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Players Guide – The Possible Stars of the Day?
Here’s our list of players who we think will be well worth listening out for


Each new test piece brings with it a whole new set of problems for any competing bands. Be it stratospheric euphonium parts, lip bursting cornet solos, bum clenching back row cornet cadenzas or even bass parts that have semi quaver runs in them, any band that hopes to win the Open will have to have a settled, experienced and very talented team of players to make golden purse of a winning performance out of a pig’s ear of a score and parts.

Any conductor will get up on stage to claim the glory for any win, but as every player knows – they are only as good as the players beneath them. (If only some of them would recognise this eh?)

So here’s our list of players who we think will be well worth listening out for. Some are the usual suspects – but we are sure there will be many who we don’t mention, who will play a blinder and make a name for themselves by picking up the Stanley Wainwright Memorial Trophy for being “Best Soloist”.


The soprano players have their work cut out and only the very best will possibly shine on “Les Preludes”. Peter Roberts, Alan Wycherley, Kevin Crockford are the usual high class performers, but keep a ear out for Steve Stuart from Kirkintilloch, Andrew Dallimore at Carlton Main, Michelle Ibbotson at Dyke, Steve Barnsley at Cory, Les Palmer at Ever Ready and Nigel Fielding at Grimethorpe.

Principal Cornets have less to do this year than of late, but all the bands have fine players heading their cornet sections. The likes of Messers Webster, Lingaurd, Marshall, Wilkinson, Porthouse, Morrison and Taylor are all well known, but keep ears peeled for the likes of Ian Williams at Cory, David Geoghegan at Marple, Angela Whelan at Glasgow, and Nick Payne at Brighouse. Plenty of other good ‘uns as well, including the return to the playing stage of Russell Gray with Todmorden.

Flugel players could be having some sleepless nights before the contest, but on the stage there will quite a few to look and listen for. Iwan Williams at YBS, Helen Fox at Fodens and John Doyle at Dyke are fine players as are Lucy Murphy at Marple and Joanne Dean at Tredegar and there are some hidden gems at Flowers, Fairey’s and Whitburn. Shelley Ball at Leyland is worth the entry fee alone.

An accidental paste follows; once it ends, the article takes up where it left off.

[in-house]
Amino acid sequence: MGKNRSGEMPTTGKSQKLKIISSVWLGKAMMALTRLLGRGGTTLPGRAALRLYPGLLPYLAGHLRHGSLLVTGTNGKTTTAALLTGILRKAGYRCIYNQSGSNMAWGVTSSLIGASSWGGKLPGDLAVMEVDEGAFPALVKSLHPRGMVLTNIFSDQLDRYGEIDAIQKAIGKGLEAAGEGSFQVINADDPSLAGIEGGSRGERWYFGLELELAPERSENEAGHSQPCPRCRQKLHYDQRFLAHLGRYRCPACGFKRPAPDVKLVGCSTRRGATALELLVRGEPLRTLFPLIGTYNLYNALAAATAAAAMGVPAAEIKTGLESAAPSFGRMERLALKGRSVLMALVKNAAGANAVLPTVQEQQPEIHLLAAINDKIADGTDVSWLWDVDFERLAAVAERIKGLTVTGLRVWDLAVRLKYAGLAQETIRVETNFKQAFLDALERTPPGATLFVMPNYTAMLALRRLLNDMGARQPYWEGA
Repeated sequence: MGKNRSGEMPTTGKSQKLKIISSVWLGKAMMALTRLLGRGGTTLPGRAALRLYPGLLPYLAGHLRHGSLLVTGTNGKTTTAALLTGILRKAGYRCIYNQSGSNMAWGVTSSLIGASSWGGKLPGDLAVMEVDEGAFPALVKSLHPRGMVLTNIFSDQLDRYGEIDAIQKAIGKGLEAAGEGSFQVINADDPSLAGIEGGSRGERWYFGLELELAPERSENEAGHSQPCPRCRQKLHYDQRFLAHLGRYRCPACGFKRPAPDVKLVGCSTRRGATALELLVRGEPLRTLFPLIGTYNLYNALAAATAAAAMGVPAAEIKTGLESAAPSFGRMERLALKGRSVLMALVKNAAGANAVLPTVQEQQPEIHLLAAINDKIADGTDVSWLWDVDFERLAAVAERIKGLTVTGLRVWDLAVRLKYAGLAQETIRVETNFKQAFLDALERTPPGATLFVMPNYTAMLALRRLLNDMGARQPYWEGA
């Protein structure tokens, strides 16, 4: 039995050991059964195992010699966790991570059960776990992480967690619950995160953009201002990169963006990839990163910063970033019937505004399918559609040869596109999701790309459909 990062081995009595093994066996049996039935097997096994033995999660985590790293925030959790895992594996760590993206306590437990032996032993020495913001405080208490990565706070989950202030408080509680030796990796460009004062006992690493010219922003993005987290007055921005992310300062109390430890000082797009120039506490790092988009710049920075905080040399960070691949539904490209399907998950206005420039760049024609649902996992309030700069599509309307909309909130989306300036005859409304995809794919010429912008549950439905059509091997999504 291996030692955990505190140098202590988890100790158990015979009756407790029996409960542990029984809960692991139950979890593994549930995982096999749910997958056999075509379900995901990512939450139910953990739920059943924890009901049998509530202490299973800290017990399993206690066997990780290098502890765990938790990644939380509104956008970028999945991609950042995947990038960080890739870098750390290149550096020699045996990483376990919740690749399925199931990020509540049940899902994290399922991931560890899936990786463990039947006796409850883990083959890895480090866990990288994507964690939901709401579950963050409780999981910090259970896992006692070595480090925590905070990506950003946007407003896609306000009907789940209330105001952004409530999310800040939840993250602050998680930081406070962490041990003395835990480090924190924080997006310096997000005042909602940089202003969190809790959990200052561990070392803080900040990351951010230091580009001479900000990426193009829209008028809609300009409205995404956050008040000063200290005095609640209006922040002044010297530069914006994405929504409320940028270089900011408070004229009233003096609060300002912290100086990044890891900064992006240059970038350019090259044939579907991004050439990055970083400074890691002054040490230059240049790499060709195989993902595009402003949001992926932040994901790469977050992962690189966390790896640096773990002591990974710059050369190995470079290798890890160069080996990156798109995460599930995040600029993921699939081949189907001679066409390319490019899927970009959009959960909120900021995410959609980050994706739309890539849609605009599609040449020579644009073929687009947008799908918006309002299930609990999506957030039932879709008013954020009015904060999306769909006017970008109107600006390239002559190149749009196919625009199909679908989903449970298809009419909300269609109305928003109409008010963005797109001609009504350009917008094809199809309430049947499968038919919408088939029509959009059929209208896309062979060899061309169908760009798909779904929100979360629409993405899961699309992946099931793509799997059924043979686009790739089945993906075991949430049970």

The horns will be sorely tested as well by Bram Gay’s transcription so keep listening out for the likes of Sheona White at YBS, Sandy Smith at Grimethorpe, Owen Farr at Fairey’s, Leslie Howie at Dyke and David Cornelius at Cory. Others will be keen to make a mark such as Martin Armstrong at Fodens.

Euphs and baritones will have plenty of blowing to do and some individual stars obviously shine out. Morgan Griffiths, David Childs, David Thornton, Mike Dodd, Nigel John (the current holder of the soloist prize), Glyn Williams etc will be having a fairly quiet day at the office than of late, but keep an eye and ear out for Mark Hetherington at Flowers, Darren Morris at Tredegar, Jeff Lewis at Glossop and Peter Roberts at Todmorden. A real star could be Kate Tweedle, the Australian youth solo champion at Yorkshire Imps. As for our friends on baritone – they don’t seem to have a lot to do this year so watch out – someone from the baritone section may become an overnight sensation.

Troms are also very nearly redundant, but will no doubt be used to add a bit of colour and shine to most performances. Most of the top bands have fine players who need very little introduction, but Brett Baker at Dyke and Nick Hudson at Fairey’s are worth watching even when they are not playing. Keep a look out also for Simon Johnson at Todmorden, Andy Hirst at Marple and Stephen Turton at Tredegar.

Our friends on the Bass end will be kept busy throughout, but it’s a little unfair to single out any individual players as nether the Eb bass or Bb bass parts are truly memorable in terms of solo work. However, there will be more than a few groups of blokes willing to pike it out at a high volume to give their performances a foundation of good quality sound. Keep your hearing aids turned down at times, but there will be some real quality from the likes of the boys at Fodens, Fairey, YBS and Cory, whilst Grimethorpe have a team that includes the imperious Derek Jackson (ten Open wins to his credit) and Shaun Crowther to help give a wall of sound. Brighouse, Desford and Glasgow have big sounding bass ends, but it could well be the tuba’s who can play the delicate stuff the best that will get the rewards.

As for the percussion. Well – they won’t exactly be kept too busy with their parts for “Les Prelude” and the hardest part of their job in the past month or so may have been from falling asleep from boredom in rehearsals. Mr Gay has refrained from adding a marimba, xylophone or Tam Tam (unlike Epic Symphony or Pageantry, both of which were ritually desecrated), so unless any one in the percussion section goes bonkers at not having something to hit, they will be having a pretty quiet day.

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